By Nick Parish
All this looks like small beer compared to the meltdown here on Wall Street this month, but I was back in Michigan over Labor Day and found myself thinking the state’s huge production incentives program isn’t being fully utilized.
Up North, things are particularly bleak. In the town where my parents stay, Boyne City, 95 people started Labor Day weekend with a pink slip, as LexaMar, one of the biggest corporations in the town of 3500 laid them off on Friday. It made small talk everywhere, downtown, strolling past the classic cars on display, at the police-sponsored drag race at the city airstrip, another midsized manufacturer slicing off jobs as the economy expels another ragged breath.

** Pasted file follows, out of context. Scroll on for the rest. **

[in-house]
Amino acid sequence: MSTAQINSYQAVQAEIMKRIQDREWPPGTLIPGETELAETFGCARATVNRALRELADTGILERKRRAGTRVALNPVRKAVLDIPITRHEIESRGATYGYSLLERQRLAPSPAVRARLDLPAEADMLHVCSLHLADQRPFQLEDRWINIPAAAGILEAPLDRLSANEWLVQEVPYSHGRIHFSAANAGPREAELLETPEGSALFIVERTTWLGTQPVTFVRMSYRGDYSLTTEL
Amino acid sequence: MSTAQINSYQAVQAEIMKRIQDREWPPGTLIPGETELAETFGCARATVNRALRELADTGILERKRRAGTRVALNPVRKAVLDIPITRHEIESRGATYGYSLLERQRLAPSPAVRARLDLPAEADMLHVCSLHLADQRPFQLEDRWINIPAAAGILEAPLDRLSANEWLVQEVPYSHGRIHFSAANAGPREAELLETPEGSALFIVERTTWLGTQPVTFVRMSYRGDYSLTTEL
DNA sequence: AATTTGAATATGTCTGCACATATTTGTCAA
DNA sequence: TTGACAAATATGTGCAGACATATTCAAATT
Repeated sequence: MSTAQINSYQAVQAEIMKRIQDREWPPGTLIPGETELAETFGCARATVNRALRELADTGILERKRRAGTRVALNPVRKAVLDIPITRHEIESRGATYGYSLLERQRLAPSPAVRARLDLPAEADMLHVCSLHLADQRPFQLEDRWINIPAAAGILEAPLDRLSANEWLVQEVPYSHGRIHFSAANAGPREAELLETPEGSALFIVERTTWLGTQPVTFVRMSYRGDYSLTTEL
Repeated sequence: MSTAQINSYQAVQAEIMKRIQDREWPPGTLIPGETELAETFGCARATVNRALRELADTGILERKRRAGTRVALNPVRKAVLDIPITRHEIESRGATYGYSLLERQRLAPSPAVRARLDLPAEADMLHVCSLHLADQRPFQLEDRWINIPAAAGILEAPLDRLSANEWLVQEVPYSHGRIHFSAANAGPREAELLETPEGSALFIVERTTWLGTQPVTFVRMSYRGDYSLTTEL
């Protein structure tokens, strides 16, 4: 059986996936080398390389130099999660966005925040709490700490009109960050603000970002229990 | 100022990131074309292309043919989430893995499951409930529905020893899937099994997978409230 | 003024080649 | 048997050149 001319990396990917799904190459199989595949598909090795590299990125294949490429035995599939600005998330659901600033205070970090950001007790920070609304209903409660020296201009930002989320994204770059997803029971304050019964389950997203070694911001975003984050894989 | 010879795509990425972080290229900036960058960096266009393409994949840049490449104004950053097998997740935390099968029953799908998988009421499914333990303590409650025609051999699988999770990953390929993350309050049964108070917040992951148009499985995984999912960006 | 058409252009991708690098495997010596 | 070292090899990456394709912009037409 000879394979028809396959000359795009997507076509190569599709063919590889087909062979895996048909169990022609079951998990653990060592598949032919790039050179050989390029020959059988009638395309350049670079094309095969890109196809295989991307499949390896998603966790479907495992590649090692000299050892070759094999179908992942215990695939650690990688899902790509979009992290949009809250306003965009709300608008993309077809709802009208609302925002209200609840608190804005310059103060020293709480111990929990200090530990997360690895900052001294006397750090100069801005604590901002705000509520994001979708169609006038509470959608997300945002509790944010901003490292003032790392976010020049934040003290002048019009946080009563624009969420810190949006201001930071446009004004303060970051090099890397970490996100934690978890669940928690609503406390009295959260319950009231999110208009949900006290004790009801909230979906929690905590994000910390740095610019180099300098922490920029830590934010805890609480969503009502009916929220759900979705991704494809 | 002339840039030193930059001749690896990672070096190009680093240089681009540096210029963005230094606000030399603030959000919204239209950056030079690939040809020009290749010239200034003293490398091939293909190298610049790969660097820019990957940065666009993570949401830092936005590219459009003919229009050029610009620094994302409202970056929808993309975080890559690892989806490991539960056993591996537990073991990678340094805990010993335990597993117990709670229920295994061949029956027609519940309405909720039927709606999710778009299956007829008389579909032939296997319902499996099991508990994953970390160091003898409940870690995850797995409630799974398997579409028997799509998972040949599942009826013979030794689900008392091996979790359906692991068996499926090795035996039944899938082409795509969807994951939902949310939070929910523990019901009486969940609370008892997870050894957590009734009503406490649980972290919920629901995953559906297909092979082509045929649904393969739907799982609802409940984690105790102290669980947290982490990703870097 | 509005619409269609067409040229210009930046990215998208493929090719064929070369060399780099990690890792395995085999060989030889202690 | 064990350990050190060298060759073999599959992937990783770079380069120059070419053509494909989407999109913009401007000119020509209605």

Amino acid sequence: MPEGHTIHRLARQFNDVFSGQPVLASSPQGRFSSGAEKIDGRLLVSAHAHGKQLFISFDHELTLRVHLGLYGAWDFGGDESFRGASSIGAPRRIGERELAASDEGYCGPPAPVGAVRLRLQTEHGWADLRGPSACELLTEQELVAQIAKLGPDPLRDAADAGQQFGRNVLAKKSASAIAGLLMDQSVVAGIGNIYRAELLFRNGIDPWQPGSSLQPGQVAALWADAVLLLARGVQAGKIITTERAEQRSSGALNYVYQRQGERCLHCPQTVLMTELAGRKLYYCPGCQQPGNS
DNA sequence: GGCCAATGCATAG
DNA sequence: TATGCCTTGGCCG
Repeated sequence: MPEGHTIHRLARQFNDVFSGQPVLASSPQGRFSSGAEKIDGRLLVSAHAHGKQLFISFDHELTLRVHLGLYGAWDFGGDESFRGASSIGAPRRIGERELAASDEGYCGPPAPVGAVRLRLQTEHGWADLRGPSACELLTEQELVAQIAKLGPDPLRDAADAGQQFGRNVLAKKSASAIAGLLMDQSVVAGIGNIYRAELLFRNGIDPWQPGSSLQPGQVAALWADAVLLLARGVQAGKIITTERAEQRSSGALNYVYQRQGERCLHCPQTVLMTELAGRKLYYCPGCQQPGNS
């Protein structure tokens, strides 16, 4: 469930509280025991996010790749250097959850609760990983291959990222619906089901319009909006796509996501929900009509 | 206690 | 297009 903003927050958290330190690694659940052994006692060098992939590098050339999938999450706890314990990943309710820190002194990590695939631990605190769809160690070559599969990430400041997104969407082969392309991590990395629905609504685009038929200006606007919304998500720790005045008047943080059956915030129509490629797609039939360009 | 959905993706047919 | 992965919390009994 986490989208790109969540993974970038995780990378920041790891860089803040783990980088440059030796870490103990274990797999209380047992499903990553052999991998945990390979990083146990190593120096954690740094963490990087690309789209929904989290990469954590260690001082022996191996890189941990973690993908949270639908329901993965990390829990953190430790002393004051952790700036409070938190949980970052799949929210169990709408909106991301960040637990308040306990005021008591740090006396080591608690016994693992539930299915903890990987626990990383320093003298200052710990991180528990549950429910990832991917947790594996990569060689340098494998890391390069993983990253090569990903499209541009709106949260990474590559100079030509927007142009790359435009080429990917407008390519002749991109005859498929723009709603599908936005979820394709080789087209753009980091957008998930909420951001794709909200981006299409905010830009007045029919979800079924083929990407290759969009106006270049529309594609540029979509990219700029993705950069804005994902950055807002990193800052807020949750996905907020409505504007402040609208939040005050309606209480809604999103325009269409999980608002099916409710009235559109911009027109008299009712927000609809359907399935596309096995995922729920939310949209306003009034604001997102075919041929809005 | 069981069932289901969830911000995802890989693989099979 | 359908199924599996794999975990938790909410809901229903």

The one point of light in a state with its biggest industry, automobiles, breaking down, is film production. It’s exceptionally cheap to shoot anything in Michigan right now, and that has ushered in the closest thing to a business renaissance the region has seen in years, at least the latest Band-Aid to create an economic buffer around the doomed car business, like Oakland County Executive L. Brooks Patterson’s Automation Alley plan that began about a decade ago.